So the Beatles catalogue is finally available from the iTunes music store. Which is all very exciting. Or maybe not…
OK, there might be a few people with iPods who haven't worked out how to place their Beatles CDs into the CD drive of their computer and then import them into ITunes. It's really not that hard, but maybe some people can't manage it.
There might even be a few Beatles fans who haven't got round to buying the albums 30+ years after they came out, but who would like to have them on their iPods. Or who just want to buy "Hey Jude".
But it's certainly not big news for people in Hong Kong, because we still don't have access to the iTunes music store.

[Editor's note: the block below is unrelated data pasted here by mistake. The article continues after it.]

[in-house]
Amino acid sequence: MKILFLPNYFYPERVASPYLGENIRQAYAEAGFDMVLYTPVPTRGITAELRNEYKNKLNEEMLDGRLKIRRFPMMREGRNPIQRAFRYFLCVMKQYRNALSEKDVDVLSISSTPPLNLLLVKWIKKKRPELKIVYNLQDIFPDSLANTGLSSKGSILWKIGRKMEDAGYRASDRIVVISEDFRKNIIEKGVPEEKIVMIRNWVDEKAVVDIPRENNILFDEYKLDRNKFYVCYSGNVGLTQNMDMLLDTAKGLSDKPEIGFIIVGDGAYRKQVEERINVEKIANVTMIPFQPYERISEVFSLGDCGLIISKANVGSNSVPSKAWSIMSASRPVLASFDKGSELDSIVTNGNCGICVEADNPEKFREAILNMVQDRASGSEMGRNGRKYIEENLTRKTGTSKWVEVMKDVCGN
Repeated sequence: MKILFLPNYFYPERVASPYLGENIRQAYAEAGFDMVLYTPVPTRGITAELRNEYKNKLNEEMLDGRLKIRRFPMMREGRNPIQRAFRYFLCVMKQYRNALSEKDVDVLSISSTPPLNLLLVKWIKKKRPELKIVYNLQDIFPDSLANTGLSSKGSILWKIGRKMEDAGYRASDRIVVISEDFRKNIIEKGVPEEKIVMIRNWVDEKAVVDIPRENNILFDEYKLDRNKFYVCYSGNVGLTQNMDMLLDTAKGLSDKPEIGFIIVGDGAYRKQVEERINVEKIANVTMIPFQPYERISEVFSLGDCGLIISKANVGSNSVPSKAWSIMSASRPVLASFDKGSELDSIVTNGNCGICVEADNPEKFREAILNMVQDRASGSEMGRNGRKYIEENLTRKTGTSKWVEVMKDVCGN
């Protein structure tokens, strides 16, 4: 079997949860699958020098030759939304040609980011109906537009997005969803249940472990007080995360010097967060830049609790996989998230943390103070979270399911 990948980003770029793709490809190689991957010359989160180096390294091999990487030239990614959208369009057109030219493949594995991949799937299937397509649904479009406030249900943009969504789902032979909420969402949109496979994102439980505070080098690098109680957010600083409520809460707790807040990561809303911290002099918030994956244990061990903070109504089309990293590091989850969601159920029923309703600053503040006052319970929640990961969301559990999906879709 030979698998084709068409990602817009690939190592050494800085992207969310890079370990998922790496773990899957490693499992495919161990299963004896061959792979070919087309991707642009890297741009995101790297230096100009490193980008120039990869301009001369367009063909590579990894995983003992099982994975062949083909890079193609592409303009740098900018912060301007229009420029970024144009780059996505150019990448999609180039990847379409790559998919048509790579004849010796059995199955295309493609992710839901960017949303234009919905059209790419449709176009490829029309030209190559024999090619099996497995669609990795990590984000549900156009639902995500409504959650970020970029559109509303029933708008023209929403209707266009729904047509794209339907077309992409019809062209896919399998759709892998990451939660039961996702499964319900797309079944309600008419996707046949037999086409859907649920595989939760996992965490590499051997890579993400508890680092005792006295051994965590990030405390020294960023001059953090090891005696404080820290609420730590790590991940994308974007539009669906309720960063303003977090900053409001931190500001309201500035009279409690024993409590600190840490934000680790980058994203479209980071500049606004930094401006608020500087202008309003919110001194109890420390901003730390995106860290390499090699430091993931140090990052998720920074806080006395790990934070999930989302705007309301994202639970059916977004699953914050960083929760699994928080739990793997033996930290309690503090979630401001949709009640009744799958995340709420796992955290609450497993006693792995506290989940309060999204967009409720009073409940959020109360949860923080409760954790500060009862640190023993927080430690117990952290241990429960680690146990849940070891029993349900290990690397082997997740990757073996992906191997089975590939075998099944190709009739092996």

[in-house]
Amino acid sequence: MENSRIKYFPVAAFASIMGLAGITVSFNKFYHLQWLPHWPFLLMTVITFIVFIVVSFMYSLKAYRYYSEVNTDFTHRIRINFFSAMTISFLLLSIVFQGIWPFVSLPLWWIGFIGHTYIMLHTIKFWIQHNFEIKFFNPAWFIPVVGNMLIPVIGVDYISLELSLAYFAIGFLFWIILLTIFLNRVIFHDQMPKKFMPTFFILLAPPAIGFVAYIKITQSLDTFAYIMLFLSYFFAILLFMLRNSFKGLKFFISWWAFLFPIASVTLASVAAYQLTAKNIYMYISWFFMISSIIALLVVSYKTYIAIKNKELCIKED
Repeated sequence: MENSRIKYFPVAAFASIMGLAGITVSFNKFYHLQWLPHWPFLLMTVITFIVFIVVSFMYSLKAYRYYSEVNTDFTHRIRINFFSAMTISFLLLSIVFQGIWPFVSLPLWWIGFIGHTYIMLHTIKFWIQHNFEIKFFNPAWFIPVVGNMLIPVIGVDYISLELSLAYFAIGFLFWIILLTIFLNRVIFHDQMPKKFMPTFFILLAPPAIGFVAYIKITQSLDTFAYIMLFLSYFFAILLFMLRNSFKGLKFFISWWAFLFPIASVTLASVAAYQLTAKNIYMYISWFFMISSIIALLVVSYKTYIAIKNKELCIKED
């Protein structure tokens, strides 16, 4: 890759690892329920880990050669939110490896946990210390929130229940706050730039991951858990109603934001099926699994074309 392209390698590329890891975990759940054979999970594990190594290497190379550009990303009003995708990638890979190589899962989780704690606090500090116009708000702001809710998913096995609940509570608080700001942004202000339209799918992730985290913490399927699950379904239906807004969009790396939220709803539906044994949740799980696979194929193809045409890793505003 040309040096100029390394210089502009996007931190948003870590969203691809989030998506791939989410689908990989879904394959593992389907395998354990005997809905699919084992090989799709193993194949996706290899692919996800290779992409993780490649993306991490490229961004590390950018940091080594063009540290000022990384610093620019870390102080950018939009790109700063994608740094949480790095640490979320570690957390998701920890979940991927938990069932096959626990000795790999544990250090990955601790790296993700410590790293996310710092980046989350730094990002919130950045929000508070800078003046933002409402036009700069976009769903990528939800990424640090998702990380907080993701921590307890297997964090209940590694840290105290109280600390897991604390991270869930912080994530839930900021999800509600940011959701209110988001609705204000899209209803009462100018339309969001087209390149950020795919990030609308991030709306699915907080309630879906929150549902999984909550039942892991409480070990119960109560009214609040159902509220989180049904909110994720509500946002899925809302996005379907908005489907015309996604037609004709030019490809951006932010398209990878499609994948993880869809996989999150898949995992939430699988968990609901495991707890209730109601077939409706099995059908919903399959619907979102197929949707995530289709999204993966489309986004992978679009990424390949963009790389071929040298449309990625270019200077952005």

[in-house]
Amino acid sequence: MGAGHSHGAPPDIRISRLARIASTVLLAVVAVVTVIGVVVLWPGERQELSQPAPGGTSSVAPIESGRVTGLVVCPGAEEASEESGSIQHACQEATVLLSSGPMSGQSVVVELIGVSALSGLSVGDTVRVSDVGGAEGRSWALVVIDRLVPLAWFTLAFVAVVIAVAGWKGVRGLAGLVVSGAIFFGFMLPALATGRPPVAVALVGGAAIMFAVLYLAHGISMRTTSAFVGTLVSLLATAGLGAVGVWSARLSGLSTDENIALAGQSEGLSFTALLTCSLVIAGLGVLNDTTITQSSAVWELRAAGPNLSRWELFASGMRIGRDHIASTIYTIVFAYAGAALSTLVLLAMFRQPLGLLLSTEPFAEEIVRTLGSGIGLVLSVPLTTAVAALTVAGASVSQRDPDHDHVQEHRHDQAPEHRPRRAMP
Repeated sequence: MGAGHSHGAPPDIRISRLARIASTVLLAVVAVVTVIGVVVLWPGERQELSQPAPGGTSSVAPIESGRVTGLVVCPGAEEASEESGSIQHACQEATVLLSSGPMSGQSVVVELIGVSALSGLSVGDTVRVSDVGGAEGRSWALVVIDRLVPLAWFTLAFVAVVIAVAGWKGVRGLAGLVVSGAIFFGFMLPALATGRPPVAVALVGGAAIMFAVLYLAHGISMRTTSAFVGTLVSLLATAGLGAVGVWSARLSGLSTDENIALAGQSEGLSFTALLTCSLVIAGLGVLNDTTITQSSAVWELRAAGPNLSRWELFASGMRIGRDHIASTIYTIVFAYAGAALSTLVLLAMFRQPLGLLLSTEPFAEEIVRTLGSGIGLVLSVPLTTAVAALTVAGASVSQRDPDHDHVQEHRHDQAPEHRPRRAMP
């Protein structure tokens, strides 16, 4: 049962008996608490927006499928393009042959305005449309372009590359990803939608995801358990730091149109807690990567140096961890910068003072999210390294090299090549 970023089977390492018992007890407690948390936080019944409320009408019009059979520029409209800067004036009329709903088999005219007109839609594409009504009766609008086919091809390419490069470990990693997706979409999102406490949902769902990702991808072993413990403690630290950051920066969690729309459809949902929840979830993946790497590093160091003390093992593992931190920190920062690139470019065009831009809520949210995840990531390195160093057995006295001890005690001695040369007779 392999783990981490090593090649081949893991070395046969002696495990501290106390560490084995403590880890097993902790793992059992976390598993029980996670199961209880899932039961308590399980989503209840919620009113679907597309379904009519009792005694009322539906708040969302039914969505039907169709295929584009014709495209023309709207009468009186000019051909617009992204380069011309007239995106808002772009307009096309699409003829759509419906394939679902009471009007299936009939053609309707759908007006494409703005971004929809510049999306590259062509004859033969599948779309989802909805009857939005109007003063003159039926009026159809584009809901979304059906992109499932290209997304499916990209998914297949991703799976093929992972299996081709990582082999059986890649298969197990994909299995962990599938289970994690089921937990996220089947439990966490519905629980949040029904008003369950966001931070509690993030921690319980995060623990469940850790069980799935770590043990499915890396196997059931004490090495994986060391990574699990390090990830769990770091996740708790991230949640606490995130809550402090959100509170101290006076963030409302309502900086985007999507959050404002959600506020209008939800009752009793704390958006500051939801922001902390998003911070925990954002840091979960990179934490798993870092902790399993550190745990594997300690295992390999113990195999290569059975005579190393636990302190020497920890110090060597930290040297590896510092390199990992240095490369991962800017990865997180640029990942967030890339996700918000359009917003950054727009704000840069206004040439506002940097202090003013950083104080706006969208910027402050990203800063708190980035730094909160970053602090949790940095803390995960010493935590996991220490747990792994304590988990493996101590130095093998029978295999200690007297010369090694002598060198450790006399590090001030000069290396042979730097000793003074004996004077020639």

Which begs another question: since it is now ridiculously easy to download any music you might want without paying for it, all this announcement really means is that people now have a way to pay. And pay rather a lot, with individual tracks priced at $1.29 and albums at $12.99.
I really don't understand this pricing. If I buy a physical CD (or a book) it has to be manufactured, it has to be shipped to the retailer (who has to pay rent and salaries), etc., etc. But the marginal cost of an MP3 (or the proprietary Apple format) is effectively zero. Likewise the cost of a Kindle "book".
In a world where items that cost nothing to produce are available free, what is the logic of having a high price for those who choose to pay, and why make it so difficult to buy?
Yes, I know there are ways to buy music from the iTunes store, and I'm sure that it's possible to get around the restrictions that make some titles for the Kindle unavailable in Asia Pacific, but why should I bother? If they don't want my money, then that's their problem and not mine.